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Landscape Review Finds More Questions in Link Between Higher Ed and Civic Engagement


While there is a broad understanding that participating in higher education leads to increased levels of civic participation, conflicting narratives exist about this link.

So, Ithaka S+R, a research organization that promotes student success and access to higher education, and the American Association of State Colleges and Universities (AASCU) teamed up to compile standing research on postsecondary institutions and civic engagement to find out what is really going on behind the scenes.

In their landscape review, “Assessing the Civic Campus: The Link Between Higher Education and Democracy,” researchers made a series of connections and produced new questions for future work. One important discovery they highlight is the fact that, when students are more civically engaged, they have a better academic persistence and retention.

Dr. Terry Brown, vice president of academic innovation and transformation at AASCU.Dr. Terry Brown, vice president of academic innovation and transformation at AASCU.“The more that students are interested in issues on their campus, or involved in their communities, doing work that’s meaningful in their communities, the more likely they are to persist and less likely to be depressed and anxious,” said Dr. Terry Brown, vice president of academic innovation and transformation at AASCU. “They have a feeling of efficacy and voice and agency, regardless of the issues and regardless of what side they take on an issue.”

Perhaps most interestingly of all, despite students displaying a similar interest in learning about civic engagement when they begin college, preliminary findings of this research suggests that fewer science, technology, engineering, and mathematics (STEM) courses offer civic pedagogical instruction, resulting in STEM majors being less civically engaged than students who study humanities or social sciences.

“It’s an opportunity to think about what co-curricular integration can look like,” said Dr. Ioana G. Hulbert, a researcher at Ithaka S+R and one of the authors of the study. “It’s also a matter of whether it makes sense with the institutional mission, in alignment with public or social good — if civic engagement is also a part of that mission — multiple departments and fields can think about how they want to integrate that in their offerings.”

Brown agreed and added that this study should prompt a lot of questions for institutional leaders and researchers.

“There are campuses and faculty who are committed to developing the civic engagement of students who are scientists, and also linking the understanding of science as an important piece of our civic knowledge,” said Brown. “We need to understand the science of climate change, the science of disease. There are issues now that we face that rely on a certain level of science and scientific knowledge in order to be an informed citizen. That’s an area for us to go deeper.”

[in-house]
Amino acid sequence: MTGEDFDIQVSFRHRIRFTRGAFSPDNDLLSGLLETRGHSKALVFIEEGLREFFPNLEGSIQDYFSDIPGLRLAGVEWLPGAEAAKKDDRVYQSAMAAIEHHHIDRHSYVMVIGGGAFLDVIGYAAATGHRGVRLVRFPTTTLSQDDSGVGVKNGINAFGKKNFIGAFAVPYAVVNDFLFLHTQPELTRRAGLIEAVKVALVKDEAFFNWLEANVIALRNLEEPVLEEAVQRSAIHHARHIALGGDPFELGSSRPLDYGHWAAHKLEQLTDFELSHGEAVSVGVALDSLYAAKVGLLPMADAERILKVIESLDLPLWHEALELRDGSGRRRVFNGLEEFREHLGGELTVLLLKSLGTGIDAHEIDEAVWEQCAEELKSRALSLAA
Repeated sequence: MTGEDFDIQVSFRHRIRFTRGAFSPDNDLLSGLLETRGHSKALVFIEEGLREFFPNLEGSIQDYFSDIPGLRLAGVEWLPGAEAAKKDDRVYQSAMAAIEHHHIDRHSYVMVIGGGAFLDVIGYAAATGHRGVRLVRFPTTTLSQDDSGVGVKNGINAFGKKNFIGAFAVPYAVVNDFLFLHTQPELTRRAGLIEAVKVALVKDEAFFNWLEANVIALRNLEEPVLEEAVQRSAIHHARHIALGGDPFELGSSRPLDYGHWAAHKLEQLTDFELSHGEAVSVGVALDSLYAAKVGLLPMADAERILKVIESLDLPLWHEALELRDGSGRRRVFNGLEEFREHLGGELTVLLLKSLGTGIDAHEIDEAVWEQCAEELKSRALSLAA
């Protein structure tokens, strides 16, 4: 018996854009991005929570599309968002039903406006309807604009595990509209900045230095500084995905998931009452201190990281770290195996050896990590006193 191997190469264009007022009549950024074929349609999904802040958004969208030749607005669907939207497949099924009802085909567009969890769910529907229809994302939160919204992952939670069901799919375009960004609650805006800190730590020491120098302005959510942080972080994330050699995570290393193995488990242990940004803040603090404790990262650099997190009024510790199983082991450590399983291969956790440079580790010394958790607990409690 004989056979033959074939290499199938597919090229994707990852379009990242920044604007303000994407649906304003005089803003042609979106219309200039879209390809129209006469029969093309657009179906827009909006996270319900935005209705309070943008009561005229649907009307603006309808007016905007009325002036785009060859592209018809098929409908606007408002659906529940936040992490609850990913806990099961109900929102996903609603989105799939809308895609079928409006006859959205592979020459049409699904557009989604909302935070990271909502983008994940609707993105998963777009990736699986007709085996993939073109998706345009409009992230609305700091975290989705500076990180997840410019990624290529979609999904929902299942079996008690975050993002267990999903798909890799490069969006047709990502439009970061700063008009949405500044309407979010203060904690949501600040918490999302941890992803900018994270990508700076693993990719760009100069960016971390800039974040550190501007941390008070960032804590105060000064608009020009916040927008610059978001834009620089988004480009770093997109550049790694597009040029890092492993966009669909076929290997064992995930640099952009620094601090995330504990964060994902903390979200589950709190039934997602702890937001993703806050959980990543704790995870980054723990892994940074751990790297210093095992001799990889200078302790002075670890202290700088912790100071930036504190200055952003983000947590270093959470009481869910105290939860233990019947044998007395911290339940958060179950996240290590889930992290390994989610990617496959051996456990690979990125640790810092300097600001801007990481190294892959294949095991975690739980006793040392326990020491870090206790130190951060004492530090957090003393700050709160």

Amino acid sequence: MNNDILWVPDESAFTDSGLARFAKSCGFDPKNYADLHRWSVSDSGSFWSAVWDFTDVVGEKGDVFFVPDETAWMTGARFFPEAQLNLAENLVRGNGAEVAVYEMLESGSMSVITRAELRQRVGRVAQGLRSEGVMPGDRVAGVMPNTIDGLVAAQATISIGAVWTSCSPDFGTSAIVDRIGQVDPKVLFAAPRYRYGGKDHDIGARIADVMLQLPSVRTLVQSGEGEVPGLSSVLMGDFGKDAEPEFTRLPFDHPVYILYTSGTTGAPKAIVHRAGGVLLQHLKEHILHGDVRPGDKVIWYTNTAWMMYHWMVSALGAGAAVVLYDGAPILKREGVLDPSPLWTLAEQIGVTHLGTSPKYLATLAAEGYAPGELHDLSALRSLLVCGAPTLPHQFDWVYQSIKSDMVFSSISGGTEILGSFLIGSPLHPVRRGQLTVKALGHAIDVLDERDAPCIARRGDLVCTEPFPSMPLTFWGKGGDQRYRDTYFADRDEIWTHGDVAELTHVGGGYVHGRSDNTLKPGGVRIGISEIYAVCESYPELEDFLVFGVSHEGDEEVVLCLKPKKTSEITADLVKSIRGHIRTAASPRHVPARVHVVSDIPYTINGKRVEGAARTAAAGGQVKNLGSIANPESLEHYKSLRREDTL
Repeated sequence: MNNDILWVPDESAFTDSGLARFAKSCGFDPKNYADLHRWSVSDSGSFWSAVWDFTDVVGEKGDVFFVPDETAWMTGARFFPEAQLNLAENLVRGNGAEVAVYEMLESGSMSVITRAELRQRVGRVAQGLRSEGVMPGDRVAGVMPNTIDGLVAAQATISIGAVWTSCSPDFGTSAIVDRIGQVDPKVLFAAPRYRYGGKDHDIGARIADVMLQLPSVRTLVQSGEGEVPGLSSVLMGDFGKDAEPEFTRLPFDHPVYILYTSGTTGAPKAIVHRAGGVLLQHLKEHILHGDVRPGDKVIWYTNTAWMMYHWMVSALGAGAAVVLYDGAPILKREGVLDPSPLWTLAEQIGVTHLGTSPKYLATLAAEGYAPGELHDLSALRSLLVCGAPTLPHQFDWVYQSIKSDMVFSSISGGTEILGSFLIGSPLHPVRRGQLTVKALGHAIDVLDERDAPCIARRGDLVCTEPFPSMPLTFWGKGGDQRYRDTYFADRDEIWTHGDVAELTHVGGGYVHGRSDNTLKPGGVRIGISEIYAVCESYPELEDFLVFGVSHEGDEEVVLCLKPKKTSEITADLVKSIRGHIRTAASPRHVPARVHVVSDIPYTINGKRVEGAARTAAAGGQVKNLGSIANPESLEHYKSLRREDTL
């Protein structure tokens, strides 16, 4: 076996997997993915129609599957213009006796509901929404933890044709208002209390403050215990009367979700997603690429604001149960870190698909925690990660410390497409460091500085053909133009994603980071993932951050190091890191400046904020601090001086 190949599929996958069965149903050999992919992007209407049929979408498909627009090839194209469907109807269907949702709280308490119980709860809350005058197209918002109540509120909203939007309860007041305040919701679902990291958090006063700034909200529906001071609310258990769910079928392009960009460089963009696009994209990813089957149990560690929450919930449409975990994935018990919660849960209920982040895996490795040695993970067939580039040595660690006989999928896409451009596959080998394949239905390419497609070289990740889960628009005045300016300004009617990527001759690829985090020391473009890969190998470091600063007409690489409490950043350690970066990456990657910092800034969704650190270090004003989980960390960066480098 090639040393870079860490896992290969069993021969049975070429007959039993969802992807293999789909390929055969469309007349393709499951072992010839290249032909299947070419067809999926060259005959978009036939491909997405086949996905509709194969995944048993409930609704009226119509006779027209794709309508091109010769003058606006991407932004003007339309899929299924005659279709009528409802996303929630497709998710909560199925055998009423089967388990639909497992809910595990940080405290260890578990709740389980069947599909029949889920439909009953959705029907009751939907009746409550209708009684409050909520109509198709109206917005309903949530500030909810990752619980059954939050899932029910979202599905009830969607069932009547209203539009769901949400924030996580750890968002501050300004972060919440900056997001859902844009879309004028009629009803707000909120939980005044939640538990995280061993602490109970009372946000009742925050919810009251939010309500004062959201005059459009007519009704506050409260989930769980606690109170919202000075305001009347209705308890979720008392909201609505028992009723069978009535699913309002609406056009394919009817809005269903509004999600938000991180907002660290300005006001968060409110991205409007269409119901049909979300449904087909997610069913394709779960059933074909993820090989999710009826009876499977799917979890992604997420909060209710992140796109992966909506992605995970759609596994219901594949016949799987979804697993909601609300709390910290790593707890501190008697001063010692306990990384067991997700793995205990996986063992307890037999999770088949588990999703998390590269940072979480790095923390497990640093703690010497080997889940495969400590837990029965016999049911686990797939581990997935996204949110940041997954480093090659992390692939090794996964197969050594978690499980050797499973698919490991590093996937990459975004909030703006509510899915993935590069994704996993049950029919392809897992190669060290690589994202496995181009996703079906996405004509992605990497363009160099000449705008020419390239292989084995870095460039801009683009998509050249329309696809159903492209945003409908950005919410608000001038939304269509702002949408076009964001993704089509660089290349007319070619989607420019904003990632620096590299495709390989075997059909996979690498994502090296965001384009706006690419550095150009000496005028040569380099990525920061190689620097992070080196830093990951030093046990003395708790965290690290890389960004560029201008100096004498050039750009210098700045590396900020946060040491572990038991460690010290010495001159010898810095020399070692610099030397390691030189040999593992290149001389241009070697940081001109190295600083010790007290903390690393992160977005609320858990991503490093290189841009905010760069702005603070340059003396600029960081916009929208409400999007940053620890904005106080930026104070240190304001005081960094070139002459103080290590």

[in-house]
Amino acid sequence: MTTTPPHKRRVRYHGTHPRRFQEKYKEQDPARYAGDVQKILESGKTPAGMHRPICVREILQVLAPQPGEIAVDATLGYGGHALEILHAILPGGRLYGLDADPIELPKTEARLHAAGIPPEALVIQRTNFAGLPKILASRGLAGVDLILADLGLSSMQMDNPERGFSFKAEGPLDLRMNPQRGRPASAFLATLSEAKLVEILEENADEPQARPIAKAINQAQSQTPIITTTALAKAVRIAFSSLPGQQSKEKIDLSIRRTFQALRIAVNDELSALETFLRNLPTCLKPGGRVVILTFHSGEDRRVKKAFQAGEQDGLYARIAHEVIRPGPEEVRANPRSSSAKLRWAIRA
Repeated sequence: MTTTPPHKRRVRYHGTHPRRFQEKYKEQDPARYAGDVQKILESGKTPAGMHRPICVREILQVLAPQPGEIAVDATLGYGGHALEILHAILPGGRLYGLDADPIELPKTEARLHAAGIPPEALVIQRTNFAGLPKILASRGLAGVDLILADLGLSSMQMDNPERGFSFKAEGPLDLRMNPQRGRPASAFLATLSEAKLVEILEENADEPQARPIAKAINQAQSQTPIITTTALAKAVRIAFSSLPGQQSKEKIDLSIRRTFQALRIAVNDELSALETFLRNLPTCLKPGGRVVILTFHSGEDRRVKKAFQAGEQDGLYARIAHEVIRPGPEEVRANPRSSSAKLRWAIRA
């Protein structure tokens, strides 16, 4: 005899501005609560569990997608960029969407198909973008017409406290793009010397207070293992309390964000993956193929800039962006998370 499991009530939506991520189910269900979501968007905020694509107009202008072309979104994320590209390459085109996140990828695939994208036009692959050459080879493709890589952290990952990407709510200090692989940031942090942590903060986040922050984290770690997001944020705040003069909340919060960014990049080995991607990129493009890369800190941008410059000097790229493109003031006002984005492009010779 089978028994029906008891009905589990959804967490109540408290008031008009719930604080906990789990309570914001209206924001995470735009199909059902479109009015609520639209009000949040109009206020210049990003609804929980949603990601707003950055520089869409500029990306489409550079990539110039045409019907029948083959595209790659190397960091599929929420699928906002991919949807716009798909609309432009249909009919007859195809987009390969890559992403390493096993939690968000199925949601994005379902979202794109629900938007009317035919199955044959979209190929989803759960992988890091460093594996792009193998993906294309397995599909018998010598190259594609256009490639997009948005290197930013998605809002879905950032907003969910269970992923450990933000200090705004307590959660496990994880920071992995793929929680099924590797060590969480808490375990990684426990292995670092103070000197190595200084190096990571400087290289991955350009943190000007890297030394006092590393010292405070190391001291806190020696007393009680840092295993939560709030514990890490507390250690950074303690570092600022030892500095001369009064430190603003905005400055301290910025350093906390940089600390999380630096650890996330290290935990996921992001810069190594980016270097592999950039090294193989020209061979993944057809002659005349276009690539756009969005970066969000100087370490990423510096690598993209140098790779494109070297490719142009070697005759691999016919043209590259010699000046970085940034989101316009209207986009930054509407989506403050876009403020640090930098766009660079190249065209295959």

The researchers found a dearth of longitudinal studies on the intersection of postsecondary education and civic engagement. The majority of research connects with the idea of voting simply because voting data can be easier to find and access, although voting is not universally available to all students. Doing any kind of long-term study takes both money and people power to track individuals and their actions across the country, said Hulbert, which can be difficult.

Disaggregated research on how civic engagement pedagogies impact students of color, rural, low-income, and first-generation students is also sparse. In general, there is a lack of research regarding how regional public universities, which enroll the majority of minoritized populations across the country, are able to foster civic and communal growth. Most research focuses on Ivy League or R1 institutions. This, said Brown, is one of the many reasons AASCU was keen to partner in this study.

“Regional public universities tend to be under-researched,” said Brown. “They have a strong commitment to the stewardship of place and their communities, and it’s an area of opportunity for us to do focused research on that sector and the work regional public universities have been doing to prepare civically engaged students.”

Dr. Ioana G. Hulbert, researcher at Ithaka S+R.Dr. Ioana G. Hulbert, researcher at Ithaka S+R.There is another hole in civic engagement research: a lack of real consensus around the definition of civic or community engagement. In fact, those terms are often used synonymously, despite arguments that they are two separate ideas. Community engagement more often reflects an understanding of the issues facing a particular place and space, and the work done with that community to confront that issue, said Brown. Civic engagement has more to do with participation in a democracy, she added.

For Hulbert, this lack of singular definition makes research that much harder.

“We found that there are over 48 different definitions for civic engagement, democratic, community, service-based engagement. It’s very widespread,” said Hulbert. “A lot of this work is probably being done, just not framed as civic engagement. [College education] is not just training for a job or upward mobility—it’s also a matter of strengthening democracy.”

Brown called for more institutions to systemically self-analyze their efficacy in teaching civic engagement.

“[This report] shows a longstanding commitment from institutions, and also, an opportunity for us to better understand the impact of this work,” said Brown. “What our challenge is, is to show that this work has an impact on student learning, on the climate on a campus, and on the community and regions where that campus is located.”

Liann Herder can be reached at [email protected].

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